By which I mean, at least this time, books in which the bad guy wins. And I don’t mean a charming bad guy such as, say, Donald Westlake’s Dortmunder or Stephen Brust’s Vlad Taltos. No. I mean a real bad guy, the kind where it’s an offense against the universe when they win.
I also mean the sort of books in which the good guy loses. I mean really loses, so that his life is thoroughly screwed up at the end. Worse: the sort of story where the good guy does it to himself, so that you, as the reader, can see everything going wrong while the protagonist’s mistakes pile up and then come crashing down on him and everyone around him with all the power and inevitability of a tsunami.
Don’t tell me real life is sometimes like that. If I wanted to read stories like that, I could read current news or ancient history or whatever.
So. I picked up IN THE WOODS, a debut novel by Tana French that came out several years ago, at a recent book sale. Here’s what the back cover copy says: “. . . three children leave their small Dublin neighborhood to play in the surrounding woods. Hours later, their mother’s calls go unanswered. When the police arrive, they find only one of the children, gripping a tree trunk in terror, wearing blood-filled sneakers, and unable to recall a single detail of the previous hours.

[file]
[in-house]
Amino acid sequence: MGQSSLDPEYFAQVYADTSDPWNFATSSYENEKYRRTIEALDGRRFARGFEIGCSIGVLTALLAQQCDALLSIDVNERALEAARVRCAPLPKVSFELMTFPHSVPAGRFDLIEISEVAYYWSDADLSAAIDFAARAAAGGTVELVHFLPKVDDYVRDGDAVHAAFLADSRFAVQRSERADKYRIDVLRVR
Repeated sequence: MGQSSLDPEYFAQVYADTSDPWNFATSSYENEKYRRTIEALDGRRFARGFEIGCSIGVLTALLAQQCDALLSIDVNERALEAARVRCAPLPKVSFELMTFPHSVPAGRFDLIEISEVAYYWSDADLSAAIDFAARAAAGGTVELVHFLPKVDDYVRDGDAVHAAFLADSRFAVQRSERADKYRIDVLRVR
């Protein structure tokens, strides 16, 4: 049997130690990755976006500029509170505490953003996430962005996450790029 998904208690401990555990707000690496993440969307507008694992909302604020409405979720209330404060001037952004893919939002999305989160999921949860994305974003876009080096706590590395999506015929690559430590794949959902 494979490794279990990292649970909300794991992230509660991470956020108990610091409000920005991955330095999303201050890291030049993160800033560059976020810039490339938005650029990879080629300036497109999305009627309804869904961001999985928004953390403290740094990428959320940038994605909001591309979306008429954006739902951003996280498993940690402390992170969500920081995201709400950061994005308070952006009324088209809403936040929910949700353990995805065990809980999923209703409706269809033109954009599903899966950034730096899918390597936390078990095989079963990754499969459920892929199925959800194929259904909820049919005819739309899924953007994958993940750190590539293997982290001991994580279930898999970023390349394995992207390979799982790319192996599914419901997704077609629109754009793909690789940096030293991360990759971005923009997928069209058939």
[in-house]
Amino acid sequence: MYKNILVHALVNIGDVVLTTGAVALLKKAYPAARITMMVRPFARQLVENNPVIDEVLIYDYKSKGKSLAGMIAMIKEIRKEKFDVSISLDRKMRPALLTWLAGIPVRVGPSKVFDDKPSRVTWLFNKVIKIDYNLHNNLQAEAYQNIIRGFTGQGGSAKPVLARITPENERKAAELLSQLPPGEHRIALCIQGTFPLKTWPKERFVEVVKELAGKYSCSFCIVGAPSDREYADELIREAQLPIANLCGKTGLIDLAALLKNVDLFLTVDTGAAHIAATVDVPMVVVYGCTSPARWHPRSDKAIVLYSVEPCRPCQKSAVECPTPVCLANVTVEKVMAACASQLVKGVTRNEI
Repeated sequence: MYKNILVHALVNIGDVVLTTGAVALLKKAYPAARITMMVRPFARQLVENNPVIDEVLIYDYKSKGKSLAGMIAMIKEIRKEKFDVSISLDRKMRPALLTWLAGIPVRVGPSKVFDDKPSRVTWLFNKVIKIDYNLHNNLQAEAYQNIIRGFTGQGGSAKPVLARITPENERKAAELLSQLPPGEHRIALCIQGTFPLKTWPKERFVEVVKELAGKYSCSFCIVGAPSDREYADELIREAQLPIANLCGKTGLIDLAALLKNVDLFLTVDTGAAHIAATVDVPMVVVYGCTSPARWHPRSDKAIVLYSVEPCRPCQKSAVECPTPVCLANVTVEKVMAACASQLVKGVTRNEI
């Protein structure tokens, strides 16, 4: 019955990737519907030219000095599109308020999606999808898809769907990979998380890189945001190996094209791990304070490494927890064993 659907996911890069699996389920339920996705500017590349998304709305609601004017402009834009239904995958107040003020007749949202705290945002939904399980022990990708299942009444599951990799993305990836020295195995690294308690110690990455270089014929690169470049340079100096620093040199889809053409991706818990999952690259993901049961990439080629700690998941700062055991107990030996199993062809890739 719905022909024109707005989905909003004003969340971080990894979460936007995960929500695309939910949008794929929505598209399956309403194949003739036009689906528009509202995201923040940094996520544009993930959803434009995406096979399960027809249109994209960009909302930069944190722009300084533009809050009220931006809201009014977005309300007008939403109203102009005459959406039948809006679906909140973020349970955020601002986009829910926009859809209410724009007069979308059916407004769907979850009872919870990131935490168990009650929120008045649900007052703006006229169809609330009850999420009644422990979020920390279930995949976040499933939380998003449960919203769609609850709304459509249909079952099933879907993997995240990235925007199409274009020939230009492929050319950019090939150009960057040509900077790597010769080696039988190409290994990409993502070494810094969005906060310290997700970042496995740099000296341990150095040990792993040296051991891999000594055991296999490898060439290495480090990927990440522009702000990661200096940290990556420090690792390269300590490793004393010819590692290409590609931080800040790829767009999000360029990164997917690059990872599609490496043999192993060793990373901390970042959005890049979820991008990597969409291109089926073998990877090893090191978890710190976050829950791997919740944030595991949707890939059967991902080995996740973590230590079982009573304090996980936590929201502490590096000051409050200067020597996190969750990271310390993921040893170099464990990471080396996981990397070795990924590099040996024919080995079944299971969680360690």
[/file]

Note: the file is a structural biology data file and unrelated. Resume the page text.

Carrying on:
“Twenty years later, Detective Rob Ryan – the found boy, who has kept his past a secret – and his partner Cassie Maddox investigate the murder of a twelve-year-old girl in the same woods. No, with only snippets of long-buried memories to guide him, Ryan has the chance to uncover both the mystery of the case before him, and that of his own shadowy past.”
My tolerance for horror is fairly low, but I sometimes do like suspense and crime dramas, and I often like cop books, and this book was an Edgar Award finalist, and I liked the cover. So I read the first couple of pages. Here’s the first paragraph, to give you an idea: